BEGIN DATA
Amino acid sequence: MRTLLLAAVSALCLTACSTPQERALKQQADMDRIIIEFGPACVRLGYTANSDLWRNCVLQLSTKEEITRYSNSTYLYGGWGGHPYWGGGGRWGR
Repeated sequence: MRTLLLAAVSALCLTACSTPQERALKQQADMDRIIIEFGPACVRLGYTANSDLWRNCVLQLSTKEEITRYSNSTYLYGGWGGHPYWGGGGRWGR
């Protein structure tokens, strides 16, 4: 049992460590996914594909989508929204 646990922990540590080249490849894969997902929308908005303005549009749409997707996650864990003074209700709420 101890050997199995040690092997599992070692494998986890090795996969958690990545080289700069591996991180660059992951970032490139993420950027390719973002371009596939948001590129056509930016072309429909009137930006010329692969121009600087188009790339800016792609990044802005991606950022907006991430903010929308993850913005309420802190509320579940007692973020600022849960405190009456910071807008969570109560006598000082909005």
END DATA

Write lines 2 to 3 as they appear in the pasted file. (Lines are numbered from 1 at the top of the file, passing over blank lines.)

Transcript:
Repeated sequence: MRTLLLAAVSALCLTACSTPQERALKQQADMDRIIIEFGPACVRLGYTANSDLWRNCVLQLSTKEEITRYSNSTYLYGGWGGHPYWGGGGRWGR
């Protein structure tokens, strides 16, 4: 049992460590996914594909989508929204 646990922990540590080249490849894969997902929308908005303005549009749409997707996650864990003074209700709420 101890050997199995040690092997599992070692494998986890090795996969958690990545080289700069591996991180660059992951970032490139993420950027390719973002371009596939948001590129056509930016072309429909009137930006010329692969121009600087188009790339800016792609990044802005991606950022907006991430903010929308993850913005309420802190509320579940007692973020600022849960405190009456910071807008969570109560006598000082909005």